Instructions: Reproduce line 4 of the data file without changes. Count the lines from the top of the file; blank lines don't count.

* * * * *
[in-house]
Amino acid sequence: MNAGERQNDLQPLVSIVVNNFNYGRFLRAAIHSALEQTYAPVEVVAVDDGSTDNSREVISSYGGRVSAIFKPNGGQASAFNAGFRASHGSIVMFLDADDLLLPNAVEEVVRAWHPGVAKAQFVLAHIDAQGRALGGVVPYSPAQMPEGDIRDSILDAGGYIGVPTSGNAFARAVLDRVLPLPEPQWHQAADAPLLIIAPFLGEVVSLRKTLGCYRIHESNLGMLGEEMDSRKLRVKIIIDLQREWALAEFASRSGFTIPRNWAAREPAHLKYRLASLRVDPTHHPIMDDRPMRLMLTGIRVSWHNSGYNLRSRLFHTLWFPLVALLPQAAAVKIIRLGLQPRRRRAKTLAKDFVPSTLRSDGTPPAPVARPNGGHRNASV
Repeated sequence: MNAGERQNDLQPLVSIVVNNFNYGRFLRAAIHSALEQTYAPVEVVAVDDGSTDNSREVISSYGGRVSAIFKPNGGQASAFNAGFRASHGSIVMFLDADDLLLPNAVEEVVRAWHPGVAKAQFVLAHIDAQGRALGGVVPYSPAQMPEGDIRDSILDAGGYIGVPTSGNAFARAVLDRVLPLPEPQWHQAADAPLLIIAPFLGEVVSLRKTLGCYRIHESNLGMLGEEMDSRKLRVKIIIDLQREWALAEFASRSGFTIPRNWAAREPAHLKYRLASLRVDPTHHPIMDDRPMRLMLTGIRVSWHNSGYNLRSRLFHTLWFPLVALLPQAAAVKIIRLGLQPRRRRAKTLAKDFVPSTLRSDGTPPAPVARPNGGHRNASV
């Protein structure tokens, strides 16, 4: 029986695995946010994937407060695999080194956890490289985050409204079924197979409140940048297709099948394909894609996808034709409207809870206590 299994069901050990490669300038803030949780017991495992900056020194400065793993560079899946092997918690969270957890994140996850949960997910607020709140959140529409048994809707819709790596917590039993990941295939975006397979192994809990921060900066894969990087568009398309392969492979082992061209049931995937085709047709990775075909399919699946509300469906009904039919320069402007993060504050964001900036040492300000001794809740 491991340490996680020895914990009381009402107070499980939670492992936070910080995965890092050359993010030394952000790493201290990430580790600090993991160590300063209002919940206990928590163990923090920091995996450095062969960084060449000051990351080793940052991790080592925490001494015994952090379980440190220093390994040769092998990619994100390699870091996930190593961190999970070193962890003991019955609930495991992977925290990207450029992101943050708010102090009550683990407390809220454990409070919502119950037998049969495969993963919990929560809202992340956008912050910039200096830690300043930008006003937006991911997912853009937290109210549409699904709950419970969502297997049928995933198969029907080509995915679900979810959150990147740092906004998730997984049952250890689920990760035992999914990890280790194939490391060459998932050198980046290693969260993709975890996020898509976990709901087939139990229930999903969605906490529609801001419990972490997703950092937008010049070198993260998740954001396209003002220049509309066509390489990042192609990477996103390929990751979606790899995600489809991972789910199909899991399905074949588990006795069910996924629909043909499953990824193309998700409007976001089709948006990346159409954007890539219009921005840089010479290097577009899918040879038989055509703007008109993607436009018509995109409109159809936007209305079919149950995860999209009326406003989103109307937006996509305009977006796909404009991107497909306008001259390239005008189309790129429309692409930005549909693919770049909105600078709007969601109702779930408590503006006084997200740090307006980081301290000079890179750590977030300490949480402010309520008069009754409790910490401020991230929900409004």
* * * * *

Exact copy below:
């Protein structure tokens, strides 16, 4: 029986695995946010994937407060695999080194956890490289985050409204079924197979409140940048297709099948394909894609996808034709409207809870206590 299994069901050990490669300038803030949780017991495992900056020194400065793993560079899946092997918690969270957890994140996850949960997910607020709140959140529409048994809707819709790596917590039993990941295939975006397979192994809990921060900066894969990087568009398309392969492979082992061209049931995937085709047709990775075909399919699946509300469906009904039919320069402007993060504050964001900036040492300000001794809740 491991340490996680020895914990009381009402107070499980939670492992936070910080995965890092050359993010030394952000790493201290990430580790600090993991160590300063209002919940206990928590163990923090920091995996450095062969960084060449000051990351080793940052991790080592925490001494015994952090379980440190220093390994040769092998990619994100390699870091996930190593961190999970070193962890003991019955609930495991992977925290990207450029992101943050708010102090009550683990407390809220454990409070919502119950037998049969495969993963919990929560809202992340956008912050910039200096830690300043930008006003937006991911997912853009937290109210549409699904709950419970969502297997049928995933198969029907080509995915679900979810959150990147740092906004998730997984049952250890689920990760035992999914990890280790194939490391060459998932050198980046290693969260993709975890996020898509976990709901087939139990229930999903969605906490529609801001419990972490997703950092937008010049070198993260998740954001396209003002220049509309066509390489990042192609990477996103390929990751979606790899995600489809991972789910199909899991399905074949588990006795069910996924629909043909499953990824193309998700409007976001089709948006990346159409954007890539219009921005840089010479290097577009899918040879038989055509703007008109993607436009018509995109409109159809936007209305079919149950995860999209009326406003989103109307937006996509305009977006796909404009991107497909306008001259390239005008189309790129429309692409930005549909693919770049909105600078709007969601109702779930408590503006006084997200740090307006980081301290000079890179750590977030300490949480402010309520008069009754409790910490401020991230929900409004």